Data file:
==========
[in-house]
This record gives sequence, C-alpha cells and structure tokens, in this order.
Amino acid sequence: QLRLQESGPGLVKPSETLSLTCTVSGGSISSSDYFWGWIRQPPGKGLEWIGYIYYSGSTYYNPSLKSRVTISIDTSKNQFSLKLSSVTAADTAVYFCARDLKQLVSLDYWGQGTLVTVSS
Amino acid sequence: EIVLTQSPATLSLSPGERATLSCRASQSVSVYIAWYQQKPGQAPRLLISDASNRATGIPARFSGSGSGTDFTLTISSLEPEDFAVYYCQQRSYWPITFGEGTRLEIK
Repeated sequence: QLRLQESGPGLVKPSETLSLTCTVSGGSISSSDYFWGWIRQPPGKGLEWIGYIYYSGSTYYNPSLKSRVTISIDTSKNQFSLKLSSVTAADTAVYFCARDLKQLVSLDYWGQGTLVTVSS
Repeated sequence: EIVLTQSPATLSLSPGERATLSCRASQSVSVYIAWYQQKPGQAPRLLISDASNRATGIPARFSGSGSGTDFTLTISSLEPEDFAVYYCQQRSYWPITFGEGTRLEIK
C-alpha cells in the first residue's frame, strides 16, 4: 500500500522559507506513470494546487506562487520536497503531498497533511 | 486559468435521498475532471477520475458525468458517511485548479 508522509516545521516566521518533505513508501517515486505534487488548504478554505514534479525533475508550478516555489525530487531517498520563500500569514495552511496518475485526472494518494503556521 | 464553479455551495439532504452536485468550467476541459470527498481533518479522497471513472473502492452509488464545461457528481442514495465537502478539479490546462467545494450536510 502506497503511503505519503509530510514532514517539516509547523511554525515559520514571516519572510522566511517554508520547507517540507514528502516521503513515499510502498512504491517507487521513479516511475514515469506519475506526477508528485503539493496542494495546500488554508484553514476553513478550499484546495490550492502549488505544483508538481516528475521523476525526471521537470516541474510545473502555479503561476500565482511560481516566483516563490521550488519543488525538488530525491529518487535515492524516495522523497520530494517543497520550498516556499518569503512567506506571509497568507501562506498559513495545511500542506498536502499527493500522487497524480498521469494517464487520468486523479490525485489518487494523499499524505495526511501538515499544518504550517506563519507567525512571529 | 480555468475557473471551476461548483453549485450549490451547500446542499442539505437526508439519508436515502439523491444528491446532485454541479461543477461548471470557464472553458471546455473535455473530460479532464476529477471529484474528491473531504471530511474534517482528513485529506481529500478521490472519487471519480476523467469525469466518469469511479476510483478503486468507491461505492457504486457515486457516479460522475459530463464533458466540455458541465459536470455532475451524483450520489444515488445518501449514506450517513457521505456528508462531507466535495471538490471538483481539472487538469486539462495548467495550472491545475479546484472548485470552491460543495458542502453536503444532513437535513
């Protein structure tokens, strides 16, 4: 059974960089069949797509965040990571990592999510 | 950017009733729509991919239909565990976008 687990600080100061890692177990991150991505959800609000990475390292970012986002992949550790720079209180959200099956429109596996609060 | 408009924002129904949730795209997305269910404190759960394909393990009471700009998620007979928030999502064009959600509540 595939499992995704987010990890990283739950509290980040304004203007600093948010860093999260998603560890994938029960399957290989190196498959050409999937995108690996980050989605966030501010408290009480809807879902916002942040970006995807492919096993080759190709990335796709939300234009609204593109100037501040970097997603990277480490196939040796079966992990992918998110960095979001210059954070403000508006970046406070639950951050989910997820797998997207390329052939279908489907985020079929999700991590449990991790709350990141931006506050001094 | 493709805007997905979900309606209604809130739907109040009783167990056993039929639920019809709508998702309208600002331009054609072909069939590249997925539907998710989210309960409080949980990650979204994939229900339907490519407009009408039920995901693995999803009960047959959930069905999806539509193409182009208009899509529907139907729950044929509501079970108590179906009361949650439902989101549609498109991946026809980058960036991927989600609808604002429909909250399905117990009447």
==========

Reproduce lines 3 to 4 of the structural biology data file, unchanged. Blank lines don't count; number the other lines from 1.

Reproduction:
Amino acid sequence: QLRLQESGPGLVKPSETLSLTCTVSGGSISSSDYFWGWIRQPPGKGLEWIGYIYYSGSTYYNPSLKSRVTISIDTSKNQFSLKLSSVTAADTAVYFCARDLKQLVSLDYWGQGTLVTVSS
Amino acid sequence: EIVLTQSPATLSLSPGERATLSCRASQSVSVYIAWYQQKPGQAPRLLISDASNRATGIPARFSGSGSGTDFTLTISSLEPEDFAVYYCQQRSYWPITFGEGTRLEIK